How to Kill a City: Gentrification, Inequality, and the Fight for the Neighborhood

Watch: How to Kill a City: Gentrification, Inequality, and the Fight for the Neighborhood

Peter Moskowitz talked about his book How to Kill a City: Gentrification, Inequality, and the Fight for the Neighborhood, in which he discusses the future of American cities. In his book, Mr. Moskowitz looks at gentrification in Detroit, New Orleans, and New York and the impact on residents of these

Michelle Alexander, Naomi Klein, and Keeanga-Yamahtta Taylor in Conversation

Enlightening conversation between Michelle Alexander, Naomi Klein and Keeanga-Yamahtta Taylor about the meaning of resistance, the Clinton legacy and its disastrous effects on Black communities, how celebrity spills into politics – it’s not just the Trump brand but also the glossy Trudeau and Obama brands, the need to build local movements (with specific, well-articulated platforms) and to be wary of any kind of *crisis* that will surely be used to shut down protest and effect unpopular change.

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The One Percent Solution: How Corporations Are Remaking America One State at a Time

In the aftermath of the 2010 Citizens United decision, it’s become commonplace to note the growing political dominance of a small segment of the economic elite. But what exactly are those members of the elite doing with their newfound influence? The One Percent Solution provides an answer to this question for the first time. Gordon Lafer’s book is a comprehensive account of legislation promoted by the nation’s biggest corporate lobbies across all fifty state legislatures and encompassing a wide range of labor and economic policies.

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Trump Versus Comey: The Politics of Loyalty and Lying by Henry A. Giroux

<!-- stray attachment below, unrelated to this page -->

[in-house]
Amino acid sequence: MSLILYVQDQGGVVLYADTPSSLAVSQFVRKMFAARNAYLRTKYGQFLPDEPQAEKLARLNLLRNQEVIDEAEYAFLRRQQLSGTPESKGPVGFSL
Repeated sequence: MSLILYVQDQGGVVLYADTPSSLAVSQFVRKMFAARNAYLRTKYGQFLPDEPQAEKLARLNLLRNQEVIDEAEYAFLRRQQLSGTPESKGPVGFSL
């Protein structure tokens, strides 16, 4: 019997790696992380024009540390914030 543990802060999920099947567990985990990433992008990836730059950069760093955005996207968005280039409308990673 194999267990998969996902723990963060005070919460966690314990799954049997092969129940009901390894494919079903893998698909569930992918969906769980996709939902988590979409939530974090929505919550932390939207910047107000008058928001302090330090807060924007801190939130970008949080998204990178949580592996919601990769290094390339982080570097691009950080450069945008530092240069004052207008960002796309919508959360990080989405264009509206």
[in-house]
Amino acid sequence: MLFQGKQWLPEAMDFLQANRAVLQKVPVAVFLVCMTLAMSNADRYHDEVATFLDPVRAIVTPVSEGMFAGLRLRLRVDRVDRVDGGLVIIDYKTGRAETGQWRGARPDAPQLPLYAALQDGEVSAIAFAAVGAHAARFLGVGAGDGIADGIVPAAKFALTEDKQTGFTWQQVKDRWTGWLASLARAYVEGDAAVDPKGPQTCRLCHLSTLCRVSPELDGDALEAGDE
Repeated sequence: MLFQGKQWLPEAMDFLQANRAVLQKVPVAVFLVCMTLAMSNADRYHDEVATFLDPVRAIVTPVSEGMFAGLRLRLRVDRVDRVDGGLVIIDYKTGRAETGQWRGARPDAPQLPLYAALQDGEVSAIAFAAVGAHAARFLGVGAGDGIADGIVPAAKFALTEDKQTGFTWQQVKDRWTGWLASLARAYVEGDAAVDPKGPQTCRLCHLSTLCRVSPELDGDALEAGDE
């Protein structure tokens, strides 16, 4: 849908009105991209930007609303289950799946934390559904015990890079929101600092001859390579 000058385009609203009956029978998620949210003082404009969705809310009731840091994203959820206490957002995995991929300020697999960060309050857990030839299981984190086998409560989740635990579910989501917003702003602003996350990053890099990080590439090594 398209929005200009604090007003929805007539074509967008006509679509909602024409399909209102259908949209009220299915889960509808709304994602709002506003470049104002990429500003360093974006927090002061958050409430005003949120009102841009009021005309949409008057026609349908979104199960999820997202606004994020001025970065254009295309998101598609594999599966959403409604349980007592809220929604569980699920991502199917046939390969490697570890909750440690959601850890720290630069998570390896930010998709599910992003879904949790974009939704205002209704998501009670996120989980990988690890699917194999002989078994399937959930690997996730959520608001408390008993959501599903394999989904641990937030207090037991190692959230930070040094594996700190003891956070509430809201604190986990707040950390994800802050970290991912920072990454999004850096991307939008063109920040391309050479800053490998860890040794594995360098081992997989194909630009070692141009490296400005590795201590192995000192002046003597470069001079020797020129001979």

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Donald Trump’s firing of James Comey as the director of the FBI has caused a firestorm around the country but for the wrong reasons. Rather than framing Trump’s actions as another example of the unravelling of a lawless and crooked government, the mainstream press has largely focused on the question of whether Trump or Comey is lying. Even worse, the debate in some quarters has degenerated into the personal question of whose “side” one is on regarding the testimony.

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There is nothing new about evil; it has been with us since time immemorial. But there is something new about the kind of evil that characterizes our contemporary liquid-modern world. The evil that characterized earlier forms of solid modernity was concentrated in the hands of states claiming monopolies on the means of coercion and using the means at their disposal to pursue their ends, ends that were at times horrifically brutal and barbaric. In our contemporary liquid-modern societies, by contrast, evil has become altogether more pervasive and at the same time less visible.

Liquid evil hides in the seams of the canvas woven daily by the liquid-modern mode of human interaction and commerce, conceals itself in the very tissue of human interaction and commerce, conceals itself in the very tissue of human cohabitation and in the course of its routine and day-to-day reproduction.
Evil lurks in the countless black holes of a thoroughly deregulated and privatized social space in which cutthroat competition and mutual estrangement have replaced cooperation and solidarity, while forceful individualization erodes the adhesive power of inter-human bonds.
In its present form evil is hard to spot, unmask and resist. It seduces us by its ordinariness and then jumps out without warning, striking seemingly at random. The result is a social world that is comparable to a minefield: we know it is full of explosives and that explosions will happen sooner or later but we have no idea when and where they will occur.
— Zygmunt Bauman and Leonidas Donskis, Liquid Evil

Trump May Be Beginning of the End for U.S. Empire

In an essay for Prison Radio, the nation’s best known political prisoner described President Donald Trump’s “tweets and utterances” as “a daily cascade of craziness.” “Not since Watergate have we seen such a fury for the hide of a president,” said Mumia Abu Jamal. “This smells of corruption, of capitalist greed and excess, and of imperial arrogance on a grand, global scale. This feels like the beginning of the end.”